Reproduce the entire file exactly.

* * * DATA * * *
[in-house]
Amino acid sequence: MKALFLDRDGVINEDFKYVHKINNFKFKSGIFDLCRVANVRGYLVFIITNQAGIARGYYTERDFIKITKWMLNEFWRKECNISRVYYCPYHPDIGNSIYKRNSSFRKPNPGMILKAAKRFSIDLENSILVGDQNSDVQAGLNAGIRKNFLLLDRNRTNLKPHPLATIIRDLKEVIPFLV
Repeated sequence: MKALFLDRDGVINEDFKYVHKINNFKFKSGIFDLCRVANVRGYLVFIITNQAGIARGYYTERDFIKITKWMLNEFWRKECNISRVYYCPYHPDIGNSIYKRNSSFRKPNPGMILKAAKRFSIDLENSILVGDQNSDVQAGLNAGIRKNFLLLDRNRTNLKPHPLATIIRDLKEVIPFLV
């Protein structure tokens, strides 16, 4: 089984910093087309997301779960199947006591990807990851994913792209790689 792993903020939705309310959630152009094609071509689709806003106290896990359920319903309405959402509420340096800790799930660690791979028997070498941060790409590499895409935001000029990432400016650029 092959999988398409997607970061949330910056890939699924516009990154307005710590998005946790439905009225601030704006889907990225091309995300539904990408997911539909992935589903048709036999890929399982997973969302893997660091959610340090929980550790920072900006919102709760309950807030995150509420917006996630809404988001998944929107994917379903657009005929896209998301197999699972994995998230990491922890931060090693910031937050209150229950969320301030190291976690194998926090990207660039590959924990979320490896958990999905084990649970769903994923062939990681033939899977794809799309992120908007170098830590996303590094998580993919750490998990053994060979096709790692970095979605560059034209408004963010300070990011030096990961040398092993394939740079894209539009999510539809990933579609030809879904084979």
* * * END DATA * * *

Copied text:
[in-house]
Amino acid sequence: MKALFLDRDGVINEDFKYVHKINNFKFKSGIFDLCRVANVRGYLVFIITNQAGIARGYYTERDFIKITKWMLNEFWRKECNISRVYYCPYHPDIGNSIYKRNSSFRKPNPGMILKAAKRFSIDLENSILVGDQNSDVQAGLNAGIRKNFLLLDRNRTNLKPHPLATIIRDLKEVIPFLV
Repeated sequence: MKALFLDRDGVINEDFKYVHKINNFKFKSGIFDLCRVANVRGYLVFIITNQAGIARGYYTERDFIKITKWMLNEFWRKECNISRVYYCPYHPDIGNSIYKRNSSFRKPNPGMILKAAKRFSIDLENSILVGDQNSDVQAGLNAGIRKNFLLLDRNRTNLKPHPLATIIRDLKEVIPFLV
């Protein structure tokens, strides 16, 4: 089984910093087309997301779960199947006591990807990851994913792209790689 792993903020939705309310959630152009094609071509689709806003106290896990359920319903309405959402509420340096800790799930660690791979028997070498941060790409590499895409935001000029990432400016650029 092959999988398409997607970061949330910056890939699924516009990154307005710590998005946790439905009225601030704006889907990225091309995300539904990408997911539909992935589903048709036999890929399982997973969302893997660091959610340090929980550790920072900006919102709760309950807030995150509420917006996630809404988001998944929107994917379903657009005929896209998301197999699972994995998230990491922890931060090693910031937050209150229950969320301030190291976690194998926090990207660039590959924990979320490896958990999905084990649970769903994923062939990681033939899977794809799309992120908007170098830590996303590094998580993919750490998990053994060979096709790692970095979605560059034209408004963010300070990011030096990961040398092993394939740079894209539009999510539809990933579609030809879904084979």